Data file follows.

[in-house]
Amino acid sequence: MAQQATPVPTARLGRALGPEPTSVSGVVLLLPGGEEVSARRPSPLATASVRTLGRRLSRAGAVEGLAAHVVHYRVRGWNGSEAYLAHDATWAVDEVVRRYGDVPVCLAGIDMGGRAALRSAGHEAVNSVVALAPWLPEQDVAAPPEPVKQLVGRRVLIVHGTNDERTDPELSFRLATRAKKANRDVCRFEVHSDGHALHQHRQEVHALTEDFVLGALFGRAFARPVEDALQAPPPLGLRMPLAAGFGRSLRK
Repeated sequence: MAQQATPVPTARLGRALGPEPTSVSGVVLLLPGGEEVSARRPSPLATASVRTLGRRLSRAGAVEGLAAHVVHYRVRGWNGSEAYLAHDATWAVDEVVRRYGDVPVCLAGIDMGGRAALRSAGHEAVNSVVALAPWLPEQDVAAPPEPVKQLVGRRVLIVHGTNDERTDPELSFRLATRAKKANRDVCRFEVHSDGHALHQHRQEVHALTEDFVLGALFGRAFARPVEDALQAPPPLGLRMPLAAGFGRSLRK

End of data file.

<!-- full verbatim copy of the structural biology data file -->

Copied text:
[in-house]
Amino acid sequence: MAQQATPVPTARLGRALGPEPTSVSGVVLLLPGGEEVSARRPSPLATASVRTLGRRLSRAGAVEGLAAHVVHYRVRGWNGSEAYLAHDATWAVDEVVRRYGDVPVCLAGIDMGGRAALRSAGHEAVNSVVALAPWLPEQDVAAPPEPVKQLVGRRVLIVHGTNDERTDPELSFRLATRAKKANRDVCRFEVHSDGHALHQHRQEVHALTEDFVLGALFGRAFARPVEDALQAPPPLGLRMPLAAGFGRSLRK
Repeated sequence: MAQQATPVPTARLGRALGPEPTSVSGVVLLLPGGEEVSARRPSPLATASVRTLGRRLSRAGAVEGLAAHVVHYRVRGWNGSEAYLAHDATWAVDEVVRRYGDVPVCLAGIDMGGRAALRSAGHEAVNSVVALAPWLPEQDVAAPPEPVKQLVGRRVLIVHGTNDERTDPELSFRLATRAKKANRDVCRFEVHSDGHALHQHRQEVHALTEDFVLGALFGRAFARPVEDALQAPPPLGLRMPLAAGFGRSLRK